I remember when I was a little girl, my grandmother, my mother’s mother, lived blocks from my house, and many days my mother would leave me and my brother in her care.
I remember playing casino and pisha pasha – a card game that no one in our family can remember how to play and no one else in the world remembers as a game.
I remember going to her pool club, where I’d watch her play mahjong while eating cut up pieces of sweet, drippy cantaloupe.
I remember her refrigerator always had layered parfaits of Jello and cool whip, or it might have been pudding and whipped cream, but I think it was Jello. Could have been both.
I remember bananas, pretty little cups with flowers on them and stories of magic.
I remember beautiful holiday dinners and Shabbat candles.
I remember the whole family going out on Sundays for Chinese food and her ordering Subgum Chicken.
I remember singing, “Oh I won’t go to Macy’s any more, more, more…” and “In Bloomingdale’s Department store, you check them on the second floor…” Clearly, the connection between Jewish women and shopping runs deep.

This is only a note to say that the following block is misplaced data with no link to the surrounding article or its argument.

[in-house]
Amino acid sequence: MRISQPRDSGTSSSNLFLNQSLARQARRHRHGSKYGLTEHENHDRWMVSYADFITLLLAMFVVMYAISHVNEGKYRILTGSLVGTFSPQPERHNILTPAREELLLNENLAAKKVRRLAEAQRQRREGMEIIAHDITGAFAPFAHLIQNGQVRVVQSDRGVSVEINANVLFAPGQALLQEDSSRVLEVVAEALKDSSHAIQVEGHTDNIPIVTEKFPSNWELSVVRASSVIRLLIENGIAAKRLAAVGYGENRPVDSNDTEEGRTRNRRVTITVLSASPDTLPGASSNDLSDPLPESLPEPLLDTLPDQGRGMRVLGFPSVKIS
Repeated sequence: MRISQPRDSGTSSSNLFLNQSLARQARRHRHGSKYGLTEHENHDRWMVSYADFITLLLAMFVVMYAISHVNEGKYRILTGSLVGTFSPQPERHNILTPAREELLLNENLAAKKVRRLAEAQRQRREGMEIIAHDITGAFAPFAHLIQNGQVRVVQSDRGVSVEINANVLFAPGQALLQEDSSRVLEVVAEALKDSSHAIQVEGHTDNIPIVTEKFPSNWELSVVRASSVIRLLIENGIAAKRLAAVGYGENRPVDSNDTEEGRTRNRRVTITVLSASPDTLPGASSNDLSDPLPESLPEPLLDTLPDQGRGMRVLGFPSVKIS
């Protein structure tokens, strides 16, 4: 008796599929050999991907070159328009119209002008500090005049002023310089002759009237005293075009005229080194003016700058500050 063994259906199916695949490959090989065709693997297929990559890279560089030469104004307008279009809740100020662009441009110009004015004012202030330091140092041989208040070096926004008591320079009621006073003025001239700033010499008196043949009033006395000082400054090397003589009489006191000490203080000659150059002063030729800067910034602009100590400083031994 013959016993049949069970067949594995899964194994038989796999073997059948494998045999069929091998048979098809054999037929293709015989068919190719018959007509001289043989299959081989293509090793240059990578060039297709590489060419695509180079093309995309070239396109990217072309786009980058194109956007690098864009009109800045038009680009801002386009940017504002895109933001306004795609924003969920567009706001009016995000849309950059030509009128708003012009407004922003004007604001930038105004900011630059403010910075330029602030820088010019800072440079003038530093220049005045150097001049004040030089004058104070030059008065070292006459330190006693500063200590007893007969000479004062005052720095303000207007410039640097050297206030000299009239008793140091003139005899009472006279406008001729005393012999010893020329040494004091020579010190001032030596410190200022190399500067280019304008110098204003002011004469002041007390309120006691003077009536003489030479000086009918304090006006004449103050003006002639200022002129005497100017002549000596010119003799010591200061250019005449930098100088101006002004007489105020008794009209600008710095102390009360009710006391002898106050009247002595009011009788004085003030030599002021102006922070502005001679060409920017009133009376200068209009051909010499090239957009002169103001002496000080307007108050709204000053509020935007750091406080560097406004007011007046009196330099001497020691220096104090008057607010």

I remember sitting on her front porch, and as you could in Brooklyn, climbing over to the next porch and the one after that.
I remember playing Red light, Green light, One Two Three and Mother May I?
I remember rocky road ice cream was her favorite flavor.
I remember me being a bit snarky and insensitive, and really not all that nice.
I remember her getting sick.
I remember her dying.
I was 13, when it happened. I remember being so confused and uncomfortable at her funeral, my first real death. I curled in a ball on a chair and cried.
That’s really all I remember, little vignettes, snippets of truth that have been tenderized by age. I only had her a short while, and I regret not being mature enough to listen, learn or appreciate. I regret childish behavior that can never be resolved. I regret not hugging more. I regret being only 13 when she passed, and not having had her for 42 years like I did with my father’s mother. I regret not getting to love her more, to have built a relationship, to really know who she was.
I regret that I can only remember what I remember, and it isn’t nearly enough.